Saturday, April 30, 2016

Exclusive : Most Famous Ghost Pictures Ever Taken And The Stories Behind Them

Paranormal phenomenon is notoriously hard to capture on camera, but among the rising number of hoaxes there are a handful of ghost photographs that can send shivers down your spine and involuntary make you ponder the things that go bump in the night.

Experts and sceptics alike have spent their careers testing thousands of images of the paranormal, debunking some and failing to disprove others, here however are 10 most famous ghost pictures that have stood the test of time.

The Spectre Of Newby Church (1963)

Taken in 1963 at the Newby Church in Yorkshire, England, this famous picture depicts a nine-foot-tall figure wearing a cowl and standing at an altar. Several photography experts have scrutinized the image and have declared it is not the result of a double exposure or other photographic tricks.

Lord Combermere Ghost (1891)

Taken by Sybell Corbet in 1891,the figure of Lord Combermere can be faintly be seen sitting in the chair on the left in the library in Combermere Abbey, England. His head, collar and right arm on the armrest can be clearly made out.

The second Viscount Lord Combermere died after being struck by one of London’s first electrically powered motor cabs. It said that while Sybell Corbet was taking the above photograph, Lord Combermere’s funeral was taking place four miles away.

Corroboree Rock Spirit (1959)

Taken by Reverend R.S. Blance at Corroboree Rock, at Alice Springs, Northern Territory, Australia in 1959, this famous photograph appears to show a woman holding her hands toward her face, peering out into the distance.

Freddy Jackson (1919)

Freddy Jackson was a mechanic for the Royal Air Force had been killed in a freak-accident by an aeroplane propeller, but Jackson did not let his death get in the way of him showing up on time for the group photo two days later. Several of the other men in the photo confirmed that it was in fact Jackson’s face in the background of the picture.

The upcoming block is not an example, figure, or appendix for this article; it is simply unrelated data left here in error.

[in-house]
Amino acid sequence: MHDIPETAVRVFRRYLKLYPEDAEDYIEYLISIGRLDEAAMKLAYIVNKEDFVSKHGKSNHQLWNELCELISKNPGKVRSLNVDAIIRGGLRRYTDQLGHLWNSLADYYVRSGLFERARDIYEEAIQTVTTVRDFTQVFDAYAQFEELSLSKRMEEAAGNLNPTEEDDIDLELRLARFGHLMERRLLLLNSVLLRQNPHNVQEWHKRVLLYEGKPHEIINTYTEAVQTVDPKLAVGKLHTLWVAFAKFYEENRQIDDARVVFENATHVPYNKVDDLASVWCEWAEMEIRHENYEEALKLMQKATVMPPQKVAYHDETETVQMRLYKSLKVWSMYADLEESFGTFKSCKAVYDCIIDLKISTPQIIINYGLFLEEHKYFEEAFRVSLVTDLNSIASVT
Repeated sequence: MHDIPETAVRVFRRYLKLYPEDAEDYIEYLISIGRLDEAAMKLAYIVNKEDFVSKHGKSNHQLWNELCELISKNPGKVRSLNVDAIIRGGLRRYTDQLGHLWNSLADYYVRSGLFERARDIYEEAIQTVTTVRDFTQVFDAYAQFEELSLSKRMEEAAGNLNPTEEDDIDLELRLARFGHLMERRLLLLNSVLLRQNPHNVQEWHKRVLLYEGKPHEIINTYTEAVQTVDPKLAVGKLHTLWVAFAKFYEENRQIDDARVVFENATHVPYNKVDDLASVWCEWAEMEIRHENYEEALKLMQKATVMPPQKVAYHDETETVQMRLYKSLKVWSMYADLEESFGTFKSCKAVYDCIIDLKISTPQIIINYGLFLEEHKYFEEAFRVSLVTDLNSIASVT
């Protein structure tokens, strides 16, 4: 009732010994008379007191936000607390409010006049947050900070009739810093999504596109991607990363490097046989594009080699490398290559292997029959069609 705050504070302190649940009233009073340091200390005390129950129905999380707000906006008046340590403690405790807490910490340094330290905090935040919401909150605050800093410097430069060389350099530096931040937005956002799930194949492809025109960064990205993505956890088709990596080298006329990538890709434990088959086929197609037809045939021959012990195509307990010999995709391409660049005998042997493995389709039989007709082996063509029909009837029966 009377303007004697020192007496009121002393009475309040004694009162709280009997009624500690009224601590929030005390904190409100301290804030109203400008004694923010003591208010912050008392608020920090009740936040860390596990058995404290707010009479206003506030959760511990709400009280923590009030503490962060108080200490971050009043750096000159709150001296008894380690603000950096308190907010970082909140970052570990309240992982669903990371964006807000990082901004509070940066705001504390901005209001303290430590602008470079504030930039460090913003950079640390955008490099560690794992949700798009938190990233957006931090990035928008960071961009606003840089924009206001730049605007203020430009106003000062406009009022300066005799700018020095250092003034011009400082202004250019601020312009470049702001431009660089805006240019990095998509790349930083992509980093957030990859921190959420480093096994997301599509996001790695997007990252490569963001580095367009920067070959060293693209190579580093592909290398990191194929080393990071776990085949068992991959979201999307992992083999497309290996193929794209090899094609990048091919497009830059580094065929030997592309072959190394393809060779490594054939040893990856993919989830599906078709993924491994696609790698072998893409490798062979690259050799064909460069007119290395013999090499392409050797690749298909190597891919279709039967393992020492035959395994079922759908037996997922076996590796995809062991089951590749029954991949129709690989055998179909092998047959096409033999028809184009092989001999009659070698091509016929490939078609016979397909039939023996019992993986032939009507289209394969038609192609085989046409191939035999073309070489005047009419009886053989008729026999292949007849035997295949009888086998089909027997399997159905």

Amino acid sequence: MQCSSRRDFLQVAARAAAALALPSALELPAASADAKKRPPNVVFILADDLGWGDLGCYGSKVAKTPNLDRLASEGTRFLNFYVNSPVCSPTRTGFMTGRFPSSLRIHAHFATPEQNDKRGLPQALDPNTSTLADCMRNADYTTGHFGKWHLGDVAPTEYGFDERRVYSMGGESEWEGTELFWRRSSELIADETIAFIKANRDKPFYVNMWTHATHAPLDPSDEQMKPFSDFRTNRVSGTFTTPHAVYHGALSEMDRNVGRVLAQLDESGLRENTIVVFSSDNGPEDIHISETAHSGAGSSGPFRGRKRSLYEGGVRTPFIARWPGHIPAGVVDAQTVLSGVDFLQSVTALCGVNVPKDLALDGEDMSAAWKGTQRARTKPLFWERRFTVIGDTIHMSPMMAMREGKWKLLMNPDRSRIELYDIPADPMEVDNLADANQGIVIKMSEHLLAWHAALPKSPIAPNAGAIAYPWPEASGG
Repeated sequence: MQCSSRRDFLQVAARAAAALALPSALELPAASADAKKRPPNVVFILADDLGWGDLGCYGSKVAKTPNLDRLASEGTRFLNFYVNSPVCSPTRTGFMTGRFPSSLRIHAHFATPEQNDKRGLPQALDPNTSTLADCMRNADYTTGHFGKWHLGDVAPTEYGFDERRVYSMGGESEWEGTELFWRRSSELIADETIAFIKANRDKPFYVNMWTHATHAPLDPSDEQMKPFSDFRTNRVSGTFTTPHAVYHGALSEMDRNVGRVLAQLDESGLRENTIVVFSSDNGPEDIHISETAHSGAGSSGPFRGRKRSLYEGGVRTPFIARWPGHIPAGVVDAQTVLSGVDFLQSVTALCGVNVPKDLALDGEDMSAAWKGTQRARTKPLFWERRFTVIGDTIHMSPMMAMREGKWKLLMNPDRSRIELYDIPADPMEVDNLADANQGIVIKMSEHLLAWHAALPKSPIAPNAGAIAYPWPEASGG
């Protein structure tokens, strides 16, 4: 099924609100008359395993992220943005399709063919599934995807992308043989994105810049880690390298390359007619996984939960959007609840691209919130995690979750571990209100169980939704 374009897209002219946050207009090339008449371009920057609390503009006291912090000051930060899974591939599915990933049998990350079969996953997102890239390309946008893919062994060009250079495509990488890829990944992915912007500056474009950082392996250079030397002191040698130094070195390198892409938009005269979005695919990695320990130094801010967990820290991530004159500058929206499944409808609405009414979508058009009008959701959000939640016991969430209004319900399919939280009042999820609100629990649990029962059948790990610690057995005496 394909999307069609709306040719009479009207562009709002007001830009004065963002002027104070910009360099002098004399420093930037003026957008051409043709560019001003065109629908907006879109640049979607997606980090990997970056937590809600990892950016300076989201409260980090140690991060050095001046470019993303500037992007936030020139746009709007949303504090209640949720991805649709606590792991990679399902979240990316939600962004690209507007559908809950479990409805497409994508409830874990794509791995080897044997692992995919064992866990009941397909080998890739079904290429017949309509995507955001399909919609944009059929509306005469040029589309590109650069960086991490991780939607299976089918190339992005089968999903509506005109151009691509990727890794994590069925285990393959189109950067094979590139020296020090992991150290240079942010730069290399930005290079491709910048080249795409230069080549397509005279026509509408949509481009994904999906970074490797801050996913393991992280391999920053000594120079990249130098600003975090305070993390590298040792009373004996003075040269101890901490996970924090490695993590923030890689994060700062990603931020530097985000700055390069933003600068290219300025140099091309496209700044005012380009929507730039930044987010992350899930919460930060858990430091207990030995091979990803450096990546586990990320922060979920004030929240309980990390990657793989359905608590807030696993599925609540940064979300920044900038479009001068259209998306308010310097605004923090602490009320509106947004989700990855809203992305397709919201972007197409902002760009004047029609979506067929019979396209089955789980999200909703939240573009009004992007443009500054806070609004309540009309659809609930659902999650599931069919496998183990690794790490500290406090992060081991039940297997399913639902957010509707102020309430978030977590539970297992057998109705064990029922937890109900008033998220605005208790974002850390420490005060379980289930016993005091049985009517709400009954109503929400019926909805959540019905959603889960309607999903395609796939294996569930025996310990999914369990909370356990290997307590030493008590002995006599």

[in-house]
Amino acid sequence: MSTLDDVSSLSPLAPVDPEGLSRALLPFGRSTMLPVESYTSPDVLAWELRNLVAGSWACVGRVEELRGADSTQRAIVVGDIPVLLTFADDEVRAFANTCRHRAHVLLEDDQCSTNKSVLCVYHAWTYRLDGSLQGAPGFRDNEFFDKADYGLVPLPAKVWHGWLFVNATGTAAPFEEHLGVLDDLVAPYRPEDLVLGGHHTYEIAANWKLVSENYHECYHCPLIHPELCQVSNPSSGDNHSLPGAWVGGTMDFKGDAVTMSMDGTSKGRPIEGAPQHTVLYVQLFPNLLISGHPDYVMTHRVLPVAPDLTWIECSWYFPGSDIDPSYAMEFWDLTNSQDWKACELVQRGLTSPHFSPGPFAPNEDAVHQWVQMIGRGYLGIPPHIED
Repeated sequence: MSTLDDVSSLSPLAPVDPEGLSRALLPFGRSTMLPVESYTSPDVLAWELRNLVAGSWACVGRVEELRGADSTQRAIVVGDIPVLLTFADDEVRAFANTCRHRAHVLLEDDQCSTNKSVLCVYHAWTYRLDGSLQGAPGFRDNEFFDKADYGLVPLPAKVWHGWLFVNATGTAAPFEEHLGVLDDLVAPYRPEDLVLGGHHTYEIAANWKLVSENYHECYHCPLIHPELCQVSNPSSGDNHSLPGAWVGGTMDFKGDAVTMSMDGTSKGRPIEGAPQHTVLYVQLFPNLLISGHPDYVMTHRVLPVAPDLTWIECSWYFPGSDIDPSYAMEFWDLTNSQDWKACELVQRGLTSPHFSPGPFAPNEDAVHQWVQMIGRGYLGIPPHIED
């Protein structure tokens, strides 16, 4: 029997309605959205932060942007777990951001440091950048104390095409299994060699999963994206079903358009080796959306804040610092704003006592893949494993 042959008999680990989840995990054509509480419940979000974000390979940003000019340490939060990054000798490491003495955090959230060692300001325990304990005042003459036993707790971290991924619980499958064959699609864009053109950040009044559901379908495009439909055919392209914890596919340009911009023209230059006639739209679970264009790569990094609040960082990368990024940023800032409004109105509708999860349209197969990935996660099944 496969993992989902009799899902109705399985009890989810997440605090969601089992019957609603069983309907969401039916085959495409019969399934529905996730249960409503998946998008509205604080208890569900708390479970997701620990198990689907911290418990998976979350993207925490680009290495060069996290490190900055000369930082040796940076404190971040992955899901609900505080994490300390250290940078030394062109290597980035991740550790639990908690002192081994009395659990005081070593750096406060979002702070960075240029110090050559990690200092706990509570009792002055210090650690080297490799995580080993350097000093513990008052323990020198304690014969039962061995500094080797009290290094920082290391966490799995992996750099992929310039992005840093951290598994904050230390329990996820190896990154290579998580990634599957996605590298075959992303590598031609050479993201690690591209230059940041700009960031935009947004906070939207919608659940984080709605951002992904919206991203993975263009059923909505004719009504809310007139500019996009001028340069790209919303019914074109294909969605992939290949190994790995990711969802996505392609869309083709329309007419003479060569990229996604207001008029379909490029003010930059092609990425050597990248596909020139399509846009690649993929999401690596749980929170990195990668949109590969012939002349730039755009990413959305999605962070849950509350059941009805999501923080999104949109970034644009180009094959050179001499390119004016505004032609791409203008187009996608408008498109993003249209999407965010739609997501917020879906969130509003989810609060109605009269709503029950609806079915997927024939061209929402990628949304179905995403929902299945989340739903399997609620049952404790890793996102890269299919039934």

Baby At The Gravestone (1946)

Taken by Mrs. Andrews who was visiting the grave of her teenage daughter in Queensland, Australia. At the time Andrews claimed she saw nothing unusual, however after getting the photos developed she was astonished to see the image of an unknown infant sitting at a gravestone and looking at the camera.

The Backseat Driver (1959)

This famous ghost photograph was taken in 1959 by Mable Chinnery. After visiting the grave of her mother, Mable turned and took a picture of her husband, who was waiting for her in the car. What Mable didn’t expect was her mother coming along for the ride in the backseat.

The Amityville Horror Ghost (1976)

Just twenty days after moving in, the Lutz family fled in terror from their Amityville home. This photograph was taken by professional photographer Gene Campbell in 1976 during an paranormal investigation. Instructed to take pictures of the house, it wasn’t until he looked over rolls and rolls of film in 1979 that he discovered one—and only one—photo depicting a small ghostlike boy.

Widely believed to be the spirit of John Mathew DeFeo who was only nine years old when he was murdered by his older brother just a few short years before the Lutz family moved into the house and the Amityville horror began.

Phantom On The Farm (2008)

Photographer Neil Sandbach was taking pictures around a farm in Hertfordshire, England. After reviewing the digital photos he couldn’t believe his eyes; he was certain there was not a child hanging around the farm that day. He later asked the farm owners if they’d ever had any supernatural experiences there, and the owners confirmed that they had witnessed the specter of a boy in white night clothes many times before.

Tulip Staircase Ghost (1966)

Taken in 1966 by Rev. Ralph Hardy in the Queen’s House section of the National Maritime Museum in Greenwich, England. Hardy, a retired clergyman, intended only to take a picture of the impressive Tulip Staircase but also captured this apparition of a robed figure ascending the stairs.

The original negative was examined by experts, including some from Kodak, who deemed that the photo had not been tampered with. People have reported seeing unexplained figures and the sound of footsteps in the same vicinity for years prior to and after this picture was taken.

The Brown Lady (1936)

Arguably the most famous ghost picture on our list, The Brown Lady of Raynham Hall, Norfolk, England rose to international fame after the apparition was captured on the staircase during a photoshoot for Country Life magazine. The Brown Lady is so named because of the brown brocade dress it is claimed she wears.